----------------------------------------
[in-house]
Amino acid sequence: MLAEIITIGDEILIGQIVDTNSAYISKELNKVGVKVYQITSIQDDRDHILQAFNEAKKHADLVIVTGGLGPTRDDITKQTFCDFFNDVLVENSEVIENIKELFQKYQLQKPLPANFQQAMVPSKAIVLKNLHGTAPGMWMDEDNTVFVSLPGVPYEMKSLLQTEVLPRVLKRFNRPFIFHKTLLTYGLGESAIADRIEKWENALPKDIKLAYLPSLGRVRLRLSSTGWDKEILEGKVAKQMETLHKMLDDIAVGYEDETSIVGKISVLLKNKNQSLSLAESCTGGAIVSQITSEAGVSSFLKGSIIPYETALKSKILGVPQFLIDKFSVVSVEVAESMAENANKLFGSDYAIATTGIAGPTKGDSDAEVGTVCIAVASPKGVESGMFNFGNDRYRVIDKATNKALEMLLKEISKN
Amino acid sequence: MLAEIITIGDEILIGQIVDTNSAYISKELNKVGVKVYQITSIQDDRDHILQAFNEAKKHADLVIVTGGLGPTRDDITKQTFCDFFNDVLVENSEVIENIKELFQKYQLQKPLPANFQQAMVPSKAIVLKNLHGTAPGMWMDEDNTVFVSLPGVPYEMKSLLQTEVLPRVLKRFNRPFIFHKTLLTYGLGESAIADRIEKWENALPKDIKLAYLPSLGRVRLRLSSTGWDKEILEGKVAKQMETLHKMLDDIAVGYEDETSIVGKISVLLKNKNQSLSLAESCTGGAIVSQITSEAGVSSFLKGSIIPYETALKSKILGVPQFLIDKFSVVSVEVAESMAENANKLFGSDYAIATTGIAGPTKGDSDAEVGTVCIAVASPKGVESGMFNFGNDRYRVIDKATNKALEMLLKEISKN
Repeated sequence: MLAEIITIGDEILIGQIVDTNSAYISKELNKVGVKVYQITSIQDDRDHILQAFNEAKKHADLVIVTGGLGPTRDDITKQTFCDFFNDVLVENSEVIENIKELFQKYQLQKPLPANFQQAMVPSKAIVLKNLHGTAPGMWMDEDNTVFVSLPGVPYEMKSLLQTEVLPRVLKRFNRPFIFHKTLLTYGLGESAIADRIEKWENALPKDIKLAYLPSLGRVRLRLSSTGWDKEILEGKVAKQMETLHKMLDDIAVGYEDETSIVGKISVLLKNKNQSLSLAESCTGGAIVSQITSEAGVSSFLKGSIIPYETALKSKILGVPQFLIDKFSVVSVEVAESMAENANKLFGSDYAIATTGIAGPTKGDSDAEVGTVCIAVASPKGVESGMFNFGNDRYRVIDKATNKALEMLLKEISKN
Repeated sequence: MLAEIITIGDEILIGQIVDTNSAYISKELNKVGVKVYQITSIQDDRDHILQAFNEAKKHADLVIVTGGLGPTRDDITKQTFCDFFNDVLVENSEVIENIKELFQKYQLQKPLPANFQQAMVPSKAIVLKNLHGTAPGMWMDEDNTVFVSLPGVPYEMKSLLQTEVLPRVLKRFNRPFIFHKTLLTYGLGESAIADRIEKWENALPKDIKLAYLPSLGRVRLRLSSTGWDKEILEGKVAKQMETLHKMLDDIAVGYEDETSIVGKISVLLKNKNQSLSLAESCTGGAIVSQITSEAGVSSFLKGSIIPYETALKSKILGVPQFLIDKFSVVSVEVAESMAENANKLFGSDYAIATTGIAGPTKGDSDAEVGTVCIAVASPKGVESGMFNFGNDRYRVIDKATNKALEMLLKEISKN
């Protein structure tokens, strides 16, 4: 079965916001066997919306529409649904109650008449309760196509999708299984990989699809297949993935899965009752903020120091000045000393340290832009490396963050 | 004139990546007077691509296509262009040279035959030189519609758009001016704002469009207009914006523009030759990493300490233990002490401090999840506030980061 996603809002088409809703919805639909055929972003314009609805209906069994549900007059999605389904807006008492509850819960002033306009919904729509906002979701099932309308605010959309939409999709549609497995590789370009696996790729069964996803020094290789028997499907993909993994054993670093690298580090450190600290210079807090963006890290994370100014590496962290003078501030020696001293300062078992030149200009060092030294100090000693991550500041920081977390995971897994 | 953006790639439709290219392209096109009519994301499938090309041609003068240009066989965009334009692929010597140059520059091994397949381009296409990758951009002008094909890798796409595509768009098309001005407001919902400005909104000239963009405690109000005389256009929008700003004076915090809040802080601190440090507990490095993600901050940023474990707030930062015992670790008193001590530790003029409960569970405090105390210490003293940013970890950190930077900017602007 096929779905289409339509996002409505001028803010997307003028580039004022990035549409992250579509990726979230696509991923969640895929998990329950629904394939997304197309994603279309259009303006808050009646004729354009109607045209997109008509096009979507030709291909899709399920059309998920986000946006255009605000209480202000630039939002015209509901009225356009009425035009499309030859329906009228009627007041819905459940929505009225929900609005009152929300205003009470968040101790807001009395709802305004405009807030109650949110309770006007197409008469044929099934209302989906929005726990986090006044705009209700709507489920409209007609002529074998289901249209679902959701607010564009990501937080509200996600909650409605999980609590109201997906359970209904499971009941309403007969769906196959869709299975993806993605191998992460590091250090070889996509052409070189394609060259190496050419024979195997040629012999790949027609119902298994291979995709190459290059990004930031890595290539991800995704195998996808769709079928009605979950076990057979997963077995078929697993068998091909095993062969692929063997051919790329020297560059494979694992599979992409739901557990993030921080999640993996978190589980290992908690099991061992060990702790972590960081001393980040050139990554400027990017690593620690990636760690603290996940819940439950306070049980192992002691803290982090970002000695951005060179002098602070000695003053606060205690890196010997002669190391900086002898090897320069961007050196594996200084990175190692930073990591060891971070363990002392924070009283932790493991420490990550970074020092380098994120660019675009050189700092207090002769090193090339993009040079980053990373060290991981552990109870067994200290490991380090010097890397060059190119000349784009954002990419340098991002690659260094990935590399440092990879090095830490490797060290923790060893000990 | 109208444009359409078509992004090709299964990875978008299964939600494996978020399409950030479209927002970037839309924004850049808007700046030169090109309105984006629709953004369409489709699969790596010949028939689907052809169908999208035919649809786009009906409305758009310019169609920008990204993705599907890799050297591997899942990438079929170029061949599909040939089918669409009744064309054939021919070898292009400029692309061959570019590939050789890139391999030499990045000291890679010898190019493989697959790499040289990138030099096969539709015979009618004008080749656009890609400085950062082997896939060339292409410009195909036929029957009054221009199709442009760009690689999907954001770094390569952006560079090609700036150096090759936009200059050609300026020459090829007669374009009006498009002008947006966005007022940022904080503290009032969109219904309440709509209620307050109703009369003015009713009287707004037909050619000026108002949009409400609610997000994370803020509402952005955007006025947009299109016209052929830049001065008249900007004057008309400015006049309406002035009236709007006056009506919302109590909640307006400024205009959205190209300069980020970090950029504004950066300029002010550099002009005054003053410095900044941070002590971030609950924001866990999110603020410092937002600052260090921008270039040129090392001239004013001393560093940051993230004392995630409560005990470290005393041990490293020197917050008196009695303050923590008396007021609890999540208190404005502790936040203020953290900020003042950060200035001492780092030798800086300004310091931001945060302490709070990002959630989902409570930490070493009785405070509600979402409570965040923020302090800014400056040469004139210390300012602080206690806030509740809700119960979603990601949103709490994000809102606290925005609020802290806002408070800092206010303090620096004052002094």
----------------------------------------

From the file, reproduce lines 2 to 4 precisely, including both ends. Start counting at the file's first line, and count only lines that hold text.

Amino acid sequence: MLAEIITIGDEILIGQIVDTNSAYISKELNKVGVKVYQITSIQDDRDHILQAFNEAKKHADLVIVTGGLGPTRDDITKQTFCDFFNDVLVENSEVIENIKELFQKYQLQKPLPANFQQAMVPSKAIVLKNLHGTAPGMWMDEDNTVFVSLPGVPYEMKSLLQTEVLPRVLKRFNRPFIFHKTLLTYGLGESAIADRIEKWENALPKDIKLAYLPSLGRVRLRLSSTGWDKEILEGKVAKQMETLHKMLDDIAVGYEDETSIVGKISVLLKNKNQSLSLAESCTGGAIVSQITSEAGVSSFLKGSIIPYETALKSKILGVPQFLIDKFSVVSVEVAESMAENANKLFGSDYAIATTGIAGPTKGDSDAEVGTVCIAVASPKGVESGMFNFGNDRYRVIDKATNKALEMLLKEISKN
Amino acid sequence: MLAEIITIGDEILIGQIVDTNSAYISKELNKVGVKVYQITSIQDDRDHILQAFNEAKKHADLVIVTGGLGPTRDDITKQTFCDFFNDVLVENSEVIENIKELFQKYQLQKPLPANFQQAMVPSKAIVLKNLHGTAPGMWMDEDNTVFVSLPGVPYEMKSLLQTEVLPRVLKRFNRPFIFHKTLLTYGLGESAIADRIEKWENALPKDIKLAYLPSLGRVRLRLSSTGWDKEILEGKVAKQMETLHKMLDDIAVGYEDETSIVGKISVLLKNKNQSLSLAESCTGGAIVSQITSEAGVSSFLKGSIIPYETALKSKILGVPQFLIDKFSVVSVEVAESMAENANKLFGSDYAIATTGIAGPTKGDSDAEVGTVCIAVASPKGVESGMFNFGNDRYRVIDKATNKALEMLLKEISKN
Repeated sequence: MLAEIITIGDEILIGQIVDTNSAYISKELNKVGVKVYQITSIQDDRDHILQAFNEAKKHADLVIVTGGLGPTRDDITKQTFCDFFNDVLVENSEVIENIKELFQKYQLQKPLPANFQQAMVPSKAIVLKNLHGTAPGMWMDEDNTVFVSLPGVPYEMKSLLQTEVLPRVLKRFNRPFIFHKTLLTYGLGESAIADRIEKWENALPKDIKLAYLPSLGRVRLRLSSTGWDKEILEGKVAKQMETLHKMLDDIAVGYEDETSIVGKISVLLKNKNQSLSLAESCTGGAIVSQITSEAGVSSFLKGSIIPYETALKSKILGVPQFLIDKFSVVSVEVAESMAENANKLFGSDYAIATTGIAGPTKGDSDAEVGTVCIAVASPKGVESGMFNFGNDRYRVIDKATNKALEMLLKEISKN